Healthy Alston Believes Sky is Limit for WVU Rushers - WVU Football, WVU Basketball, News - Mountaineer Sports

Healthy Alston Believes Sky is Limit for WVU Rushers


Heading into his junior season, Shawne Alston was a bit of an unknown commodity.

Prior to that year, he had gotten enough quality repetitions behind former West Virginia speedster Noel Devine that a body of work existed for the new coaching staff, but that was about it.

With a lingering neck injury sustained in a car accident, Alston was unable to fully participate in drills and rarely was head coach Dana Holgorsen ever willing to give a real assessment of what he had seen from his most experienced returning rusher.

After missing the season opener against Marshall and the following matchup with Norfolk State, Alston made his debut in game three at Maryland.

Freshman Dustin Garrison brought the biggest contribution to the rushing game in year one of Holgorsen's reign at WVU and Alston was behind him to create a totally different look. When Garrison went down during bowl preparation, the load became Alston's to bear, and he did so quite well.

With two touchdowns and 77 yards rushing in the win over Clemson, Alston showed that both aspects of the Mountaineers' offense could work, not just the one that included Geno Smith getting the ball to Stedman Bailey and Tavon Austin.

Now he is a senior. He is a leader on an offense that makes its name through the air, but yearns for the ground consistency to keep defenses guessing.

To be able to continue that momentum from the Orange Bowl into a summer session with no restrictions in his participation is an opportunity Alston intends to capitalize on.

"Anytime that you can come in and you can work out with the team and run around and do certain things, that's always a good thing," says Alston. "I was able to do a little bit of the stuff last year, but I had restrictions throughout the whole offseason and throughout the spring."

Alston is aware of what he is capable of and his teammates and coaches are, too. The difference between last year and the present is that now he can show them rather than hoping their memory or a clip of film will do his game justice.

"Just to come in here and my teammates see me working and they get confidence in me and me working out also builds confidence in myself. So it's a good thing to be full go this year," he says.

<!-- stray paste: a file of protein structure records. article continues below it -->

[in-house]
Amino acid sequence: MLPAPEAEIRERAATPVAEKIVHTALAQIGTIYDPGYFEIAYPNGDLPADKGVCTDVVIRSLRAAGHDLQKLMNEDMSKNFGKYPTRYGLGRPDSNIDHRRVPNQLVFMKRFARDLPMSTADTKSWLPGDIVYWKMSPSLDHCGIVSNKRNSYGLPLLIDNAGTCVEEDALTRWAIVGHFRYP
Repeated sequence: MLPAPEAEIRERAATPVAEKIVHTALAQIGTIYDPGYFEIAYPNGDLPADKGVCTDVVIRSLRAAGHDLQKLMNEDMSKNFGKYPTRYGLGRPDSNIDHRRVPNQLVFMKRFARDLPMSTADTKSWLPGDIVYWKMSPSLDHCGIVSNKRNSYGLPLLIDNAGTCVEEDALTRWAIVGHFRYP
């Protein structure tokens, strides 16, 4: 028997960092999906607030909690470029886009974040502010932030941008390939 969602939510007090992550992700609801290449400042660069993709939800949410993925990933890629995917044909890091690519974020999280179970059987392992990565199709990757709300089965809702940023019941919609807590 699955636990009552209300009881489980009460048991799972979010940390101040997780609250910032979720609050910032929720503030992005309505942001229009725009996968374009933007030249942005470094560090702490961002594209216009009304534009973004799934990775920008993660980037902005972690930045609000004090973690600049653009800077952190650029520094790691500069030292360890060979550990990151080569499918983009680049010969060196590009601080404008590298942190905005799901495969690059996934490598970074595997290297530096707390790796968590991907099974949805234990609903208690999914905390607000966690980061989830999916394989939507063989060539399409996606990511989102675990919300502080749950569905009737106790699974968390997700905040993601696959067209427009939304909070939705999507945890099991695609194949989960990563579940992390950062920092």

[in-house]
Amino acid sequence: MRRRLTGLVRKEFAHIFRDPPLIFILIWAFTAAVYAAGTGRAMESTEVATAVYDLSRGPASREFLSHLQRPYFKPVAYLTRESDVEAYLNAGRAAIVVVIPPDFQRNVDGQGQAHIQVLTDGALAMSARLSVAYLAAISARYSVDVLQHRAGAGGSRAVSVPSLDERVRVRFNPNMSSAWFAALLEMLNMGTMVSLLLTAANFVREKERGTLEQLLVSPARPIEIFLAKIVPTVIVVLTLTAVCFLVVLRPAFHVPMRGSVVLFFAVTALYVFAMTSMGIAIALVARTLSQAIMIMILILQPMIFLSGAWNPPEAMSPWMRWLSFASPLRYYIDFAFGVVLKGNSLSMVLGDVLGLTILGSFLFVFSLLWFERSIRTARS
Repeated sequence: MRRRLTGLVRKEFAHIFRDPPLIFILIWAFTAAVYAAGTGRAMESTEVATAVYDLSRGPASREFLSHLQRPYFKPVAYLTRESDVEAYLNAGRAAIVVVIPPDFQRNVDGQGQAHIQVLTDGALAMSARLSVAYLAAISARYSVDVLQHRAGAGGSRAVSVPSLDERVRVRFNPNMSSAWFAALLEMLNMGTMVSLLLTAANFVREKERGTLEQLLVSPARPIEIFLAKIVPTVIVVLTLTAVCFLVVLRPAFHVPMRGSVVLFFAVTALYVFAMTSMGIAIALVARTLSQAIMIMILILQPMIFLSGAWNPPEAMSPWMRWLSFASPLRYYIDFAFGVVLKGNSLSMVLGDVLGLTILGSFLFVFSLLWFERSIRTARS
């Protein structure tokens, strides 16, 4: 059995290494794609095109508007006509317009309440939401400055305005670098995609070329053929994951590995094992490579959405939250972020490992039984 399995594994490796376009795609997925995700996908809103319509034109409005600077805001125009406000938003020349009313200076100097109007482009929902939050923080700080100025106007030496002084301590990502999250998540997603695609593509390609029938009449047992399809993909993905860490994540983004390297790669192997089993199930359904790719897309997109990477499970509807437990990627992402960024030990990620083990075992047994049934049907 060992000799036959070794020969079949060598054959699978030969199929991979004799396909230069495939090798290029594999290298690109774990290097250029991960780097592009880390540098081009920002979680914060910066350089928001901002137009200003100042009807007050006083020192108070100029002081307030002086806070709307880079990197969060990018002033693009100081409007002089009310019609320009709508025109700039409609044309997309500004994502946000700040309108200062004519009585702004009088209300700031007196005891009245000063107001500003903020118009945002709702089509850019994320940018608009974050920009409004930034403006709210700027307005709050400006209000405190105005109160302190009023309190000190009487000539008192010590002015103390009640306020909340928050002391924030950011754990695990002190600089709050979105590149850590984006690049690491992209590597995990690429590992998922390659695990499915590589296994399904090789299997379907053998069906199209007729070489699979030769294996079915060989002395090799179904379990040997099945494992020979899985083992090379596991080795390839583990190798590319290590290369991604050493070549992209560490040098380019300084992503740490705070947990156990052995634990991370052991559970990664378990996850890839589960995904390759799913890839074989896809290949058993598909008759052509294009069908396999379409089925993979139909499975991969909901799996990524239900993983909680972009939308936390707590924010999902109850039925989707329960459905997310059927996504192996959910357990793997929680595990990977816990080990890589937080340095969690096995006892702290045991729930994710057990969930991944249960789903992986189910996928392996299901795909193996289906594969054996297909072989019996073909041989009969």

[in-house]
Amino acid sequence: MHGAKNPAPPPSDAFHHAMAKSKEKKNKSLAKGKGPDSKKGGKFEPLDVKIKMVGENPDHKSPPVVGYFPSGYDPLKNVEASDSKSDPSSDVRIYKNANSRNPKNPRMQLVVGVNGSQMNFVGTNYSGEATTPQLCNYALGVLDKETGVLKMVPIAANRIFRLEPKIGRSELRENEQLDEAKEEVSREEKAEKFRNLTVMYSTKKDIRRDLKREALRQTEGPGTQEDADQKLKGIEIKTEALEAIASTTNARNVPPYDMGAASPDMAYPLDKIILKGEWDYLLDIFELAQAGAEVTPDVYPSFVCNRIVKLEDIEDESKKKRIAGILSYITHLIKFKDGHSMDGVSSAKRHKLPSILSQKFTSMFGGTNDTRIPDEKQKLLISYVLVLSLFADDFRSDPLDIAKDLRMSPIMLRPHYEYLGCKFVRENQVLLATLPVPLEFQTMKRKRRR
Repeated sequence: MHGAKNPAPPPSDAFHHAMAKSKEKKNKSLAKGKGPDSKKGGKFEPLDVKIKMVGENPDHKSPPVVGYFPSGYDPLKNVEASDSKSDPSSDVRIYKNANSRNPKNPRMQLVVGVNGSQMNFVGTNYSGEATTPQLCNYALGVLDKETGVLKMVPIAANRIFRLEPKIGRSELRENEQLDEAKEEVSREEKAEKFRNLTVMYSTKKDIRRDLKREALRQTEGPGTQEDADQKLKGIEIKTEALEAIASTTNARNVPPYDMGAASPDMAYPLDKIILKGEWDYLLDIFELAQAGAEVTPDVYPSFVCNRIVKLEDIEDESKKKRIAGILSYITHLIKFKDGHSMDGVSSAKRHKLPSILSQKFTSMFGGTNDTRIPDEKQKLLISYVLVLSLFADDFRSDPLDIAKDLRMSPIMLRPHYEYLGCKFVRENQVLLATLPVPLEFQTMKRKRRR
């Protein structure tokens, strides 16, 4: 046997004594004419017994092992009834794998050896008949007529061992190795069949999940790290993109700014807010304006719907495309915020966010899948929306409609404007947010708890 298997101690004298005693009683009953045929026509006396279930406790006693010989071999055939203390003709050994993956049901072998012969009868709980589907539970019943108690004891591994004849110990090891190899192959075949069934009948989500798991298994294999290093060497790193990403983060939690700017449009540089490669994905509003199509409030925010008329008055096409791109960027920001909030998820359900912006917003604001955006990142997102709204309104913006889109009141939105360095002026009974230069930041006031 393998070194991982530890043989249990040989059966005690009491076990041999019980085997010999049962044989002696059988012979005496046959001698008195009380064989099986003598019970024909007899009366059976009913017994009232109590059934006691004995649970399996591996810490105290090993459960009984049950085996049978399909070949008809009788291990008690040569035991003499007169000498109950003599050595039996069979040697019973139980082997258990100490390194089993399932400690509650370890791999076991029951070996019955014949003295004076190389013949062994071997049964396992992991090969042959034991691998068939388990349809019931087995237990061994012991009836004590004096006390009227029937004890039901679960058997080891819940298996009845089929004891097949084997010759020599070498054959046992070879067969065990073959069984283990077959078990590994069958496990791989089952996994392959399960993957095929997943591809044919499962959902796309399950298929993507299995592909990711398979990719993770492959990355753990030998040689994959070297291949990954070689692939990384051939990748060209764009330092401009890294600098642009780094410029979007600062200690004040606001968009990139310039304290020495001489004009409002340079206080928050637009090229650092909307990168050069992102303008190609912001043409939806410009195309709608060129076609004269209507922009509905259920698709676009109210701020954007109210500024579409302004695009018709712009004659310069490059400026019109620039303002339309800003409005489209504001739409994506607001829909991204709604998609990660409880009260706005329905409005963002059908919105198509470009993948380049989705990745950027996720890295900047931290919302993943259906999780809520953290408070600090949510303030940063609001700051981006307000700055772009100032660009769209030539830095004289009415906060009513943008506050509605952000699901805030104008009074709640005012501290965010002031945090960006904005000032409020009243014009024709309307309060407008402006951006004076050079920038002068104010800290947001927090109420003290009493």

His expectation is not only for full strength from himself, but also the running backs he shares a meeting room with.

When Holgorsen first took over, he did so with a group of ball carriers that lacked experience in any college system, much less his own. Combine that with an offensive line that struggled at times to work together and to grasp exactly what Coach Bill Bedenbaugh wanted from it and the attack was slowed or even abandoned at times for the aerial assault.

Alston has no doubt that a year of running the scheme and the excitement surrounding the offense right now will push he and his teammates to success in 2012.

"There's so much talent in the room, we should never have a letdown," says Alston. "Last year was the first year in the system, which is no way an excuse, but we just have a little bit of experience now, we don't have to focus as much on what we're doing anymore, we can focus on what the other team is doing and how we can take advantage of what they're doing against us."

Even as Garrison pulled ahead of the other options at the position in 2011, no player was considered out of the competition for the starting role or to quickly spell whoever was getting the majority of the carries.

That competition continued in the spring and will carry over to training camp and ultimately into the season, which is exactly what each candidate wants.

"We have so many people that can be stars and the competition is real high in there, so that makes everything better," says Alston.

"The sky is the limit for us."

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